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From The Socialist newspaper, 13 October 2005

Kick the fat cats out of the NHS

For a minimum wage of 8 per hour and a 35-hour week for all health service workers

DIRECTORS OF the University Hospitals of Leicester NHS Trust, some already on as much as 140,000, have been awarded an 8% pay rise! This compares with 3% for workers on the 'front line'.

A Leicester health worker

The huge pay rise for the directors has caused anger amongst all NHS workers - but it is especially hard to stomach for those who are only on between 9,000 and 13,000. The starting wage for a nurse is also too low - only around 19,000.

Maintenance workers, clerical workers, caterers, cleaners, security guards, nurses and all the other low-paid workers in the NHS perform a valuable service - without them the hospitals would not function. In return they should be paid a decent living wage.

Some of these workers have even been downgraded recently. This is because of the national regrading scheme, Agenda for Change, which Socialist Party members in the health trade unions argued against, precisely for this reason. There are more than 300 low-paid NHS workers in medical records and maintenance across the three major Leicester hospitals who have had their pay frozen because of Agenda for Change.

Whilst it's true that some sections of workers have been upgraded and this is to be welcomed, UNISON and the other health unions should not accept the downgrading of workers whose pay is already very low. This downgrading must be challenged and defeated - using strike action if necessary.

Even those workers who have not been downgraded are scathing of the 'Agenda for Change' review process that makes them justify their job to a review panel.

New Labour have increased fat cat pay at the top of the NHS, and maintained low pay at the bottom. They have also started to hand whole sections of the NHS over to private companies. Cleaners, caterers, maintenance, and soon the buildings themselves, will all be in private hands! They are also promoting the development of a stronger private health sector which is undermining the NHS.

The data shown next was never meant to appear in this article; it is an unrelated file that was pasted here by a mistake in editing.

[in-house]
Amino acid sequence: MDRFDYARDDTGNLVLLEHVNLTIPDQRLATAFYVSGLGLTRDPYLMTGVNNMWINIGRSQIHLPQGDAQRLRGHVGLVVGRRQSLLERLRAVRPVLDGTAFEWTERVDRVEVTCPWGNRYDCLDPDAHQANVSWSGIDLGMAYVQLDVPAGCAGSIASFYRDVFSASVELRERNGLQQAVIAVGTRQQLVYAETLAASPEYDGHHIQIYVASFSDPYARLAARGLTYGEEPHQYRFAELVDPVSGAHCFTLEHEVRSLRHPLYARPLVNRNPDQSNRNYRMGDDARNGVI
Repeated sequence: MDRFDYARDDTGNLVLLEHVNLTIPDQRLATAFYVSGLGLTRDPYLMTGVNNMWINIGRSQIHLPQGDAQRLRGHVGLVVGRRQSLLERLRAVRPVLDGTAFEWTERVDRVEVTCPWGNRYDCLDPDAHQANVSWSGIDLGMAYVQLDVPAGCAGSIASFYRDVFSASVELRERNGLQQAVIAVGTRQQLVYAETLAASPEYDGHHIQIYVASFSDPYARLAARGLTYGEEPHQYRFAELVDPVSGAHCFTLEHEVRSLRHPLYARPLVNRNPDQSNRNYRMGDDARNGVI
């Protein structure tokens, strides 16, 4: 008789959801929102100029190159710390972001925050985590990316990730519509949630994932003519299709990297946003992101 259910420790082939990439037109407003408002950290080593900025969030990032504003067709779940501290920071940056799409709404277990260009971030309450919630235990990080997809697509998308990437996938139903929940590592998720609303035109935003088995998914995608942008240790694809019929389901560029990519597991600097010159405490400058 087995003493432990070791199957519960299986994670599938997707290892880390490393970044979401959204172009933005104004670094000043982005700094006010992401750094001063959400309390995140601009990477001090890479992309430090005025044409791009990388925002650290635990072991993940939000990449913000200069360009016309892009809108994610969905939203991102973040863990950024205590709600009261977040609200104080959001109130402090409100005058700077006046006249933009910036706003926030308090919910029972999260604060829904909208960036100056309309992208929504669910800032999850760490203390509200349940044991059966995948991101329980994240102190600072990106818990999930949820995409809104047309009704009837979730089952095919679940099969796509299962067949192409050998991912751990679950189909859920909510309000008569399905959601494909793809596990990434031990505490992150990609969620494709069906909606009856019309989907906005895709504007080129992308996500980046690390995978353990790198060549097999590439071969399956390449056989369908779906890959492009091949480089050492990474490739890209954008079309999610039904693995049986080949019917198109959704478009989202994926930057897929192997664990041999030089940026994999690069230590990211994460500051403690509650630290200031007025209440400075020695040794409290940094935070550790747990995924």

To stop the break-up of the health service, the trade unions much act decisively, not only on the industrial field, but also in the political arena. We need to build a new workers' party, a party that defends public services and fights against low pay. This is the only way that a serious challenge to New Labour can be mounted!


Blunkett hits sick and disabled

NEW LABOUR'S work and pensions secretary, David Blunkett, has advised hundreds of thousands of people on incapacity benefit to stop watching daytime TV, get on their bikes and start looking for work.

Blunkett aims to cut the figure of 2.7 million people on Incapacity Benefit. But a recent survey by the GMB union shows that "there is a direct link between high employment rates and low benefit claimant rates, and vice versa."

"Where there are jobs," they say, "there are low claims rates. The task for the government in seeking to reduce the number of claimants is to promote the creation of more jobs."

Blunkett talks of making people "see work as the best route out of welfare" but, an advice centre worker in South Yorkshire told the socialist, the government is doing no such thing. "They're attacking one of the most vulnerable groups in society. And Blunkett has no idea of the reality in places like this.

"South Yorkshire used to be a thriving industrial area - with high employment but also high pollution. These were dangerous jobs where employers would often rather pay fines than make things safer and healthier.

"Then when Thatcher destroyed jobs, you had many people who suffered from diseases like emphysema, from injuries received at work and also from conditions like depression. Many of them are now on Incapacity Benefit.

"The redundancy money that many people got has now gone. It's soul-destroying. Blunkett's plans would attack sick, disabled and vulnerable people."

Disability groups and trade unions are worried at the effects of Blunkett's proposals, particularly if there is an economic downturn.


Market pressures ruining the NHS

THE HEALTH service's 'spending watchdog', the Audit Commission says that opening up the NHS to market pressures is destabilising hospitals and putting emergency services at risk.

The Audit Commission says a new system of payment by results - where NHS Trusts are rewarded directly for every job done - was so extreme that whole hospital departments, particularly Accident and Emergency departments, could be forced to close.